It's kind of the same principles, but I think the most important one if I'm going to give somebody feedback is to keep it future focused, which means I'm giving you this feedback for the benefit of you like Troy, imagine that I have a moment with you and I say, Hey Troy, I've been watching you over the last couple of weeks. I've really seen some very interesting things about the way you do your work and I have some ideas that might actually help you in the future to grow and thrive the way you want. Would you be interested in hearing some of those ideas? So I've immediately couched it in the future and in the benefit for you, and I might even say I'm not sure of where you want to go, but they might be useful to you. If they're not, that's okay too, but I'm going to keep you in the driver's seat as the receiver because when I feel out of control, I trigger the threat response. I lose the ability to think rationally, so I'm going to offer you feedback, but I'm going to give you the opportunity to accept it and use it or just to accept it and say, interesting and move on. You get to decide what to do with the feedback. When I offer it to you, you're in the driver's seat, it's future-focused. Let them know it's up to them to decide what to do with it. It's not about measuring and assessing as it is about actually helping them grow and develop for the future.
Troy Blaser (14:58):
I love it. In the relationships that we have, even outside of work, personal relationships, we give feedback all the time and I think that's a fantastic thing to keep in mind to keep it generative. Is there a particular time that you can think of when feedback has really affected a particular individual in a, maybe in a unique way or in a transformative way as they've received feedback and you've had a chance to work with them?
Glade Holman (15:22):
Sure. I mean I think one of the objectives that I have whenever I start to work with an executive and it has feedback involved is to create a point of inflection. If they're trending down, I want to turn it to where they trend up. If they're trending up, I want to make it to where they trend up even steeper given that might be what the individual is actually driving for. So I can think of examples of where it's trending down and we actually find the chance to kind of make it go up. And actually sometimes those are the most rewarding opportunities for me. I remember working with a very senior executive at one of the global banks, very much on the fast track brought into the organization because he was seen as a high flyer. The organization has about a year and a half experience with the individual and they're saying, I think we made a mistake. We may have put this person into this spot maybe a couple of years too soon. And how do we undo this? That's the conversation that's going on in the organization. The individual has a 360 feedback and by the way, the individual's thinking, when they brought me in, they were praising me. They were bringing me all this kind of stuff that you're exactly who we want. They wooed me in here with promises of opportunities for my career to kind of really accelerate. But I've been here 18 months now and things aren't looking quite so rosy. So what do I do? Gets the 360 feedback.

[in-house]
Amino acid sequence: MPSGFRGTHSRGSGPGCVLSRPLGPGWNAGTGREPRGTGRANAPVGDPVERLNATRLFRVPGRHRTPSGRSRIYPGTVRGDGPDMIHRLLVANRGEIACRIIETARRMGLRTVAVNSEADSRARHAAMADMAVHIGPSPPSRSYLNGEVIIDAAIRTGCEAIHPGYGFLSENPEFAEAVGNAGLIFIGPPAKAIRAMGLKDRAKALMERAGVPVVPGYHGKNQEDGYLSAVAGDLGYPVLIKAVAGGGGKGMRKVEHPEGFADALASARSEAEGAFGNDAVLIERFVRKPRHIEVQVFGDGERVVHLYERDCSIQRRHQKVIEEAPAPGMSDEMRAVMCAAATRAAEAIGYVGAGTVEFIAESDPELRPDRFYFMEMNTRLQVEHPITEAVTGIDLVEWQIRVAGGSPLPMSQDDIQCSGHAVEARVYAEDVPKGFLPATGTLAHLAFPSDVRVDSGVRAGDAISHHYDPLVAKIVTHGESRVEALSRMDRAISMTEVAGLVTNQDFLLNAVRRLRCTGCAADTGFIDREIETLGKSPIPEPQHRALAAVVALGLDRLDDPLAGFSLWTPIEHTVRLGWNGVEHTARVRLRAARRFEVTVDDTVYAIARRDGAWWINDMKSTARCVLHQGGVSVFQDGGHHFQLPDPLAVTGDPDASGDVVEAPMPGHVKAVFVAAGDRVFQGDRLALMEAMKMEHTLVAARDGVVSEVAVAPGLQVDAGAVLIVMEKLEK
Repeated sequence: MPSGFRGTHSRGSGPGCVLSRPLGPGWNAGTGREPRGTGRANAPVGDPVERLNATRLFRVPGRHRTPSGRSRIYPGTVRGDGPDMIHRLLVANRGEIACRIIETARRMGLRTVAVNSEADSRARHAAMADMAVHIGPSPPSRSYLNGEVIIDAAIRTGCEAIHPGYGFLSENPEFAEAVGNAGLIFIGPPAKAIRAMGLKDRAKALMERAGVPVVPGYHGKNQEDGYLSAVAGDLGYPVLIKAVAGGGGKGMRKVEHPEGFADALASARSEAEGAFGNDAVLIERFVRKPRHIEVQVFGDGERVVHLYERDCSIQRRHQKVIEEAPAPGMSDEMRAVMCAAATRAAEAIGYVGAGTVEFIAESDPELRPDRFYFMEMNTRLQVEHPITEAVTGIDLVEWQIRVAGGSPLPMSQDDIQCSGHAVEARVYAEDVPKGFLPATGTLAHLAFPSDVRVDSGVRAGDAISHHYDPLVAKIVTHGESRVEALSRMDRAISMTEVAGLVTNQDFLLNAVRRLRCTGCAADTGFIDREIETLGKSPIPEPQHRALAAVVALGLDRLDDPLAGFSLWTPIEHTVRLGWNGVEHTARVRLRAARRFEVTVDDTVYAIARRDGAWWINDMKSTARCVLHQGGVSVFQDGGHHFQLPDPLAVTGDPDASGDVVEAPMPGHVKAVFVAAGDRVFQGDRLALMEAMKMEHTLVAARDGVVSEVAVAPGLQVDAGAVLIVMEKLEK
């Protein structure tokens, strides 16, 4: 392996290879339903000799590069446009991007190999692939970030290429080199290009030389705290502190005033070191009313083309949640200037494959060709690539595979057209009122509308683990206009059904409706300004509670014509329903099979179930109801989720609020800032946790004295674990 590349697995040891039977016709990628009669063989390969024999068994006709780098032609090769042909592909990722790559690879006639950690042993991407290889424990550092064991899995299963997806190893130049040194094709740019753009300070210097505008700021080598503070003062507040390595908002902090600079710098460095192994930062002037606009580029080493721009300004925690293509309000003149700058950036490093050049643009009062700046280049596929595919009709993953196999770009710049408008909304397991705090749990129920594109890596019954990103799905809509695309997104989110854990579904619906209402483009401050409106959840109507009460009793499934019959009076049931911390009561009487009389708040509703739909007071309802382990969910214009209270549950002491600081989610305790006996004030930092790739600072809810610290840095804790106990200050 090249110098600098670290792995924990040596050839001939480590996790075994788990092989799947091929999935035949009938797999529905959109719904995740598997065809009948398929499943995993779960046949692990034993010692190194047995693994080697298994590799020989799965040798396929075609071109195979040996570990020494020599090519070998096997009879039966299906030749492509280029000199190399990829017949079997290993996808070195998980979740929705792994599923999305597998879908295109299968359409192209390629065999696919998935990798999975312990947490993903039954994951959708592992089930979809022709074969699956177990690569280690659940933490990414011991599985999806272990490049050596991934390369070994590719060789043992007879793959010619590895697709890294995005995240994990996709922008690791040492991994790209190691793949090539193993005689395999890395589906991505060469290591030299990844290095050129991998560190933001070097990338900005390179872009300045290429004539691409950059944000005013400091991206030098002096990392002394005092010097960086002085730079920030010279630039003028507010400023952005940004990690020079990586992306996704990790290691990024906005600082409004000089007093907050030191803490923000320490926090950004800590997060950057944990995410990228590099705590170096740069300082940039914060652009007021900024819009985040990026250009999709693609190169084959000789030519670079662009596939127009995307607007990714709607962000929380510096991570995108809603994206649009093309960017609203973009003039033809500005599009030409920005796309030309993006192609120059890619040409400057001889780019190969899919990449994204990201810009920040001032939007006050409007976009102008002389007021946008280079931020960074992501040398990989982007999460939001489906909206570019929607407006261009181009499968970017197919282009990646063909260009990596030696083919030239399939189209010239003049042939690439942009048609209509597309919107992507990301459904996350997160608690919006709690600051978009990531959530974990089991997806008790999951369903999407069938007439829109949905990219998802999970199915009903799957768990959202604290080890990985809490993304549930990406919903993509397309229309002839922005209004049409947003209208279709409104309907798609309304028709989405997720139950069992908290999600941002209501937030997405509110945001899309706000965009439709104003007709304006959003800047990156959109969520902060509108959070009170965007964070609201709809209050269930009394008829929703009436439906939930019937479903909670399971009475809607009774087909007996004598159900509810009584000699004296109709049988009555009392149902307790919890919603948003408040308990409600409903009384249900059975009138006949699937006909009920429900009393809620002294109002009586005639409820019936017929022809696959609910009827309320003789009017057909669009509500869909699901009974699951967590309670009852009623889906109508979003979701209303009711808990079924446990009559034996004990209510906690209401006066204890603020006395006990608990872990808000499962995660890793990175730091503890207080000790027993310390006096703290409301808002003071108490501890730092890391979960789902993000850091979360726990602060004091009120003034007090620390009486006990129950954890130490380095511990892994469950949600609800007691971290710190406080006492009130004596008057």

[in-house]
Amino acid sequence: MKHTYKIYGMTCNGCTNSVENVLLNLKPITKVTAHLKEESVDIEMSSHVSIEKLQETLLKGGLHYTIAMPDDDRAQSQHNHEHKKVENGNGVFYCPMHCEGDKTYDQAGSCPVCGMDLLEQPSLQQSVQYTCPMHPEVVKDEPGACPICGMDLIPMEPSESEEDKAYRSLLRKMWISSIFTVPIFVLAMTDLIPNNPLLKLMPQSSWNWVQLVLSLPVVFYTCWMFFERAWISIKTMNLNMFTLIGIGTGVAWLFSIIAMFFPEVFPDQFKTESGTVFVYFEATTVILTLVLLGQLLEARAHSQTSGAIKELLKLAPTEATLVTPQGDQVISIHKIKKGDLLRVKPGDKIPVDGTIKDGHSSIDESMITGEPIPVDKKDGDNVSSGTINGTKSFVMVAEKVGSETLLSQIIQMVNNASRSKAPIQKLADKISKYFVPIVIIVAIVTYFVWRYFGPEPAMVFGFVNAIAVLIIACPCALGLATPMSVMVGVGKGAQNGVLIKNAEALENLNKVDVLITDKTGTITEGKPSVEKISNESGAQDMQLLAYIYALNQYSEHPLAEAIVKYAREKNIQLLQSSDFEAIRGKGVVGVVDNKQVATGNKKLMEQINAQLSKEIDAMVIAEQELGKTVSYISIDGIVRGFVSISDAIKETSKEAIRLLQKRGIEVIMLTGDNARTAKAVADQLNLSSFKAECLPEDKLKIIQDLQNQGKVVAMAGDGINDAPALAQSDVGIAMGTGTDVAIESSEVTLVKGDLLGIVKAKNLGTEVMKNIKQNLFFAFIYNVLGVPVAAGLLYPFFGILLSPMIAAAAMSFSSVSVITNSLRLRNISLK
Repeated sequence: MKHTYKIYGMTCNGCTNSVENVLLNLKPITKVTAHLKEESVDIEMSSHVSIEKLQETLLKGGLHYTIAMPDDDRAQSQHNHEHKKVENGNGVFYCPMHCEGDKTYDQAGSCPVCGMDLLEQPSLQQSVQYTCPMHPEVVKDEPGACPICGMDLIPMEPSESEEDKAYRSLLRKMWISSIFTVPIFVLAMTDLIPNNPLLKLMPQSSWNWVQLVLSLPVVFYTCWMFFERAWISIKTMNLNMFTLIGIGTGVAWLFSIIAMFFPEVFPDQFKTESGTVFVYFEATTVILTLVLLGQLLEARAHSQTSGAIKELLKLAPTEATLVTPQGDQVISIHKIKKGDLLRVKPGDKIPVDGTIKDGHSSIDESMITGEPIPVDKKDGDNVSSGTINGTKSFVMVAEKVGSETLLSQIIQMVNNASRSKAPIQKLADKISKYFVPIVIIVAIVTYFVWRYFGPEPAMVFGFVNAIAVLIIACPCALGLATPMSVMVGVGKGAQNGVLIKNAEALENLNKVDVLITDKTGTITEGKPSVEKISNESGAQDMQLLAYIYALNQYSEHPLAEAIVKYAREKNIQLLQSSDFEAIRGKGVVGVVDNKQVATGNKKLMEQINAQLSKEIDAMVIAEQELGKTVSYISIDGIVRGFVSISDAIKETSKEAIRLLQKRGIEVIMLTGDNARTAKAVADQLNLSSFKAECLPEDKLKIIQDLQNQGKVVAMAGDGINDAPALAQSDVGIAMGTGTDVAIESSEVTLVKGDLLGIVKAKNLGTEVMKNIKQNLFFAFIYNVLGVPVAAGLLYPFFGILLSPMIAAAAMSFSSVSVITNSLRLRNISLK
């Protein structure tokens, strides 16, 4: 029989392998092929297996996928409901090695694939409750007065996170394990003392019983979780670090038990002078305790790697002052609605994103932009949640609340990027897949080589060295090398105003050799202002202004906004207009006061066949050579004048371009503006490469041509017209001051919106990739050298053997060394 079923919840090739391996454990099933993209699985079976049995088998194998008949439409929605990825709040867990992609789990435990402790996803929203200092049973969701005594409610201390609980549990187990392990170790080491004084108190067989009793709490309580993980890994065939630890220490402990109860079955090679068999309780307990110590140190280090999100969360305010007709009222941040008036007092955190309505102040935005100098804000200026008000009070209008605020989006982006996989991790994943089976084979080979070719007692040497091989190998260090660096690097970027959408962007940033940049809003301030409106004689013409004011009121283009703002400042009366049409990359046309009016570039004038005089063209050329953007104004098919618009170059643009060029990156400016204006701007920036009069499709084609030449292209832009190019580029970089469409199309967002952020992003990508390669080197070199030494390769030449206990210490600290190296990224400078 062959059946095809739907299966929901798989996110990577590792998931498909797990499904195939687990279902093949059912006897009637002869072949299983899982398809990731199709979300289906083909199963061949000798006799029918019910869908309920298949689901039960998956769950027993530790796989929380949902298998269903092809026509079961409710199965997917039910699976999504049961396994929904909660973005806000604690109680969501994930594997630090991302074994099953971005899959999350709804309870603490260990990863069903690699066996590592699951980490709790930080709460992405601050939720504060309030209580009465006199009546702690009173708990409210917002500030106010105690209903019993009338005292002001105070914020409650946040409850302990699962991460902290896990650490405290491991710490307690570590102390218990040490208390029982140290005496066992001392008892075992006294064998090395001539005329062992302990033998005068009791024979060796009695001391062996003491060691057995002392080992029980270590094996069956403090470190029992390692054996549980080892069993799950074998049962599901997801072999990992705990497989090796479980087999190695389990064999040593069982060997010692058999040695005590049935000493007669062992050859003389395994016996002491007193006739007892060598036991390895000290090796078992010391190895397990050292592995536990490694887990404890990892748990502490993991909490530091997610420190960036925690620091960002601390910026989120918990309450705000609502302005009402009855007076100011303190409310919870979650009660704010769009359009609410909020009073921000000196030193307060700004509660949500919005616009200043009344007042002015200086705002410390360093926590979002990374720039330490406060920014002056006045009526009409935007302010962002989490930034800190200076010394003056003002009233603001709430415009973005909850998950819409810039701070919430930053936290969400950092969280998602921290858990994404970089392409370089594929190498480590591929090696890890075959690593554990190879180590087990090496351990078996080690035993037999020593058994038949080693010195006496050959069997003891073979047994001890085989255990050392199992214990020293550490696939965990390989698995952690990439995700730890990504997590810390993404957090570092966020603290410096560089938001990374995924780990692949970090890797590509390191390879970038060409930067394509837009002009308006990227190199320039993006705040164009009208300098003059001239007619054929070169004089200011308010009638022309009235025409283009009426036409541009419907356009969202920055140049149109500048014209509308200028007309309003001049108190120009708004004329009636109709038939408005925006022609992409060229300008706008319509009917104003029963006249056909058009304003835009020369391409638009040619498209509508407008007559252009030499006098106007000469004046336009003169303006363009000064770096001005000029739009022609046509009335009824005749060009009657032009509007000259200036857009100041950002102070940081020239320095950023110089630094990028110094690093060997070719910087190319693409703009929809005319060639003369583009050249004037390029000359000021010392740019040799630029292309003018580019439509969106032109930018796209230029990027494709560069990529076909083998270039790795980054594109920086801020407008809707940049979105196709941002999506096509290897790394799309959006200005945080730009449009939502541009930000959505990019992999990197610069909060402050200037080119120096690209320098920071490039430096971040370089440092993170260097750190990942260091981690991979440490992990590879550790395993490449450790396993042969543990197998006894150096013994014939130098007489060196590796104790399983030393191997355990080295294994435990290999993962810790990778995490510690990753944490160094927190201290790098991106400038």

Glade Holman (16:41):
The 360 feedback actually confirms the narrative in the organization. We had high expectations. The individual's trending down. We actually have started doing some head hunting outside of the organization. The individual's actually started doing some, where might I go post this? It's not working out here. When I engage with them and just through a probably an hour and a 15 minute conversation around the feedback in the survey, getting him to take the data was there, understand the blind spots and think about what I could do next time for future focus. Helping him make that shift rather than to say, this organization is a loser. It's their fault, not mine, but to say, let me take what I can learn a future forward with it. It started the transition for him to actually develop a track record of accepting and acting on feedback. The executives that I see that succeed at the highest levels of organizations, the one core characteristic they have in common is their ability to receive accept and act on feedback more than giving it more than all this analytical stuff. It's that ability that sets apart those that go as high as they want and those that actually derail. And so for him, he did make that shift and we did look at blind spots and we did open up to the idea that he could grow and improve and and address this. And by so doing he could actually be successful.
Glade Holman (18:04):
So we identified one thing he could do with his manager, we identified one thing that he could do with his peers and we identified one thing that he could do with his direct reports that would demonstrate this pattern of accepting and acting that would be visible. Cause I want to create a point of inflection, not just for their trajectory but for the eyes of the organization when they look at him and see his progress. I want them to see that shift too. So we said, what can you do that shows you accepted the feedback, which sometimes means I'm going to be humble. All right, I'm going to acknowledge, which I don't want to do because I've got an ego. You know, I'm a high powered executive here, but the most important thing for him to do is to accept feedback and visibly demonstrate the ability to act on it. I was able to catch up with him several years later where he had exceeded his expectations, not only at that organization because two years later he had achieved what they wanted and was sought after by headhunters, ended up going to another firm at even a higher level of the organization, which met all of his career desires in terms of both of what he had in terms of the opportunity to be successful in his job and also care for his family with the kind of compensation he's looking for. But he'll go back and tell you the one turning point was right there. I learned to accept an act on feedback and make it visible to others that set him on a path to achieve what he wanted to and how he wanted to flourish in his career.